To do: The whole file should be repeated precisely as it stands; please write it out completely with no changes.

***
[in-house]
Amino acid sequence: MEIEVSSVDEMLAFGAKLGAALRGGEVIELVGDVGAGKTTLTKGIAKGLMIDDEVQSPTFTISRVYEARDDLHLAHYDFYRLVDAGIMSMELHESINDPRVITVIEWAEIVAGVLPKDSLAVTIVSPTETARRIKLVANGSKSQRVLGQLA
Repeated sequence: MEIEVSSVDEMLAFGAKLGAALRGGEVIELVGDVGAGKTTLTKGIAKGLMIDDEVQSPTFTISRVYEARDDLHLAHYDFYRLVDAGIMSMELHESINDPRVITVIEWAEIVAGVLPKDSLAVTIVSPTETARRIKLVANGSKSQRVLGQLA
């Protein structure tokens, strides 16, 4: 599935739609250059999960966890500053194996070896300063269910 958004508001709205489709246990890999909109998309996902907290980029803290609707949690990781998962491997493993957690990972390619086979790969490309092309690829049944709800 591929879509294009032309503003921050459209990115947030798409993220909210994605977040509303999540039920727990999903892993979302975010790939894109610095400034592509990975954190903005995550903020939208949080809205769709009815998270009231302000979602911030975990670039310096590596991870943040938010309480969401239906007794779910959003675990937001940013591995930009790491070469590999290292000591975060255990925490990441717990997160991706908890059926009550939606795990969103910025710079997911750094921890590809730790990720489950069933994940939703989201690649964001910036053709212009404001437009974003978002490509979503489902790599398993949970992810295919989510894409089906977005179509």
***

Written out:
[in-house]
Amino acid sequence: MEIEVSSVDEMLAFGAKLGAALRGGEVIELVGDVGAGKTTLTKGIAKGLMIDDEVQSPTFTISRVYEARDDLHLAHYDFYRLVDAGIMSMELHESINDPRVITVIEWAEIVAGVLPKDSLAVTIVSPTETARRIKLVANGSKSQRVLGQLA
Repeated sequence: MEIEVSSVDEMLAFGAKLGAALRGGEVIELVGDVGAGKTTLTKGIAKGLMIDDEVQSPTFTISRVYEARDDLHLAHYDFYRLVDAGIMSMELHESINDPRVITVIEWAEIVAGVLPKDSLAVTIVSPTETARRIKLVANGSKSQRVLGQLA
């Protein structure tokens, strides 16, 4: 599935739609250059999960966890500053194996070896300063269910 958004508001709205489709246990890999909109998309996902907290980029803290609707949690990781998962491997493993957690990972390619086979790969490309092309690829049944709800 591929879509294009032309503003921050459209990115947030798409993220909210994605977040509303999540039920727990999903892993979302975010790939894109610095400034592509990975954190903005995550903020939208949080809205769709009815998270009231302000979602911030975990670039310096590596991870943040938010309480969401239906007794779910959003675990937001940013591995930009790491070469590999290292000591975060255990925490990441717990997160991706908890059926009550939606795990969103910025710079997911750094921890590809730790990720489950069933994940939703989201690649964001910036053709212009404001437009974003978002490509979503489902790599398993949970992810295919989510894409089906977005179509």